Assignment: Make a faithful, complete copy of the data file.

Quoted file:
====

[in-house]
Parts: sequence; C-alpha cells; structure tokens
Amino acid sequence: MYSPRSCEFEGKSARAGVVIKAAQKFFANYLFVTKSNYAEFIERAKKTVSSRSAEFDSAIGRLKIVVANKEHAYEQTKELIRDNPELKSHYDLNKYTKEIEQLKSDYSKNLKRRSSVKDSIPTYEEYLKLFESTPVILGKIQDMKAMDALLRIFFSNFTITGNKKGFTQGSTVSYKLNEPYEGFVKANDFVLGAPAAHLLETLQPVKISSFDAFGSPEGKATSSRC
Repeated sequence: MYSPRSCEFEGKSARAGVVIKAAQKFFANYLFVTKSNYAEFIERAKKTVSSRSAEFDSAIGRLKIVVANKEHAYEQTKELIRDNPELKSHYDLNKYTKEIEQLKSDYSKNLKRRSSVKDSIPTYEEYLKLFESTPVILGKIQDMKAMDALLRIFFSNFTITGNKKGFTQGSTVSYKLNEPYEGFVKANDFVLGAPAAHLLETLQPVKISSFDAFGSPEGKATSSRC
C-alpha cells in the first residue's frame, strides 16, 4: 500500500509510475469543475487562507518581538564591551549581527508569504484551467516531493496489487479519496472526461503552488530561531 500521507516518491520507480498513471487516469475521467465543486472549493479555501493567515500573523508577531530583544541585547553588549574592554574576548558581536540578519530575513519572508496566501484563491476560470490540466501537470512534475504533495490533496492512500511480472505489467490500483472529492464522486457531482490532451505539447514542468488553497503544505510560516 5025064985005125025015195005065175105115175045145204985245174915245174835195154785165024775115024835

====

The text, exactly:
[in-house]
Parts: sequence; C-alpha cells; structure tokens
Amino acid sequence: MYSPRSCEFEGKSARAGVVIKAAQKFFANYLFVTKSNYAEFIERAKKTVSSRSAEFDSAIGRLKIVVANKEHAYEQTKELIRDNPELKSHYDLNKYTKEIEQLKSDYSKNLKRRSSVKDSIPTYEEYLKLFESTPVILGKIQDMKAMDALLRIFFSNFTITGNKKGFTQGSTVSYKLNEPYEGFVKANDFVLGAPAAHLLETLQPVKISSFDAFGSPEGKATSSRC
Repeated sequence: MYSPRSCEFEGKSARAGVVIKAAQKFFANYLFVTKSNYAEFIERAKKTVSSRSAEFDSAIGRLKIVVANKEHAYEQTKELIRDNPELKSHYDLNKYTKEIEQLKSDYSKNLKRRSSVKDSIPTYEEYLKLFESTPVILGKIQDMKAMDALLRIFFSNFTITGNKKGFTQGSTVSYKLNEPYEGFVKANDFVLGAPAAHLLETLQPVKISSFDAFGSPEGKATSSRC
C-alpha cells in the first residue's frame, strides 16, 4: 500500500509510475469543475487562507518581538564591551549581527508569504484551467516531493496489487479519496472526461503552488530561531 500521507516518491520507480498513471487516469475521467465543486472549493479555501493567515500573523508577531530583544541585547553588549574592554574576548558581536540578519530575513519572508496566501484563491476560470490540466501537470512534475504533495490533496492512500511480472505489467490500483472529492464522486457531482490532451505539447514542468488553497503544505510560516 5025064985005125025015195005065175105115175045145204985245174915245174835195154785165024775115024835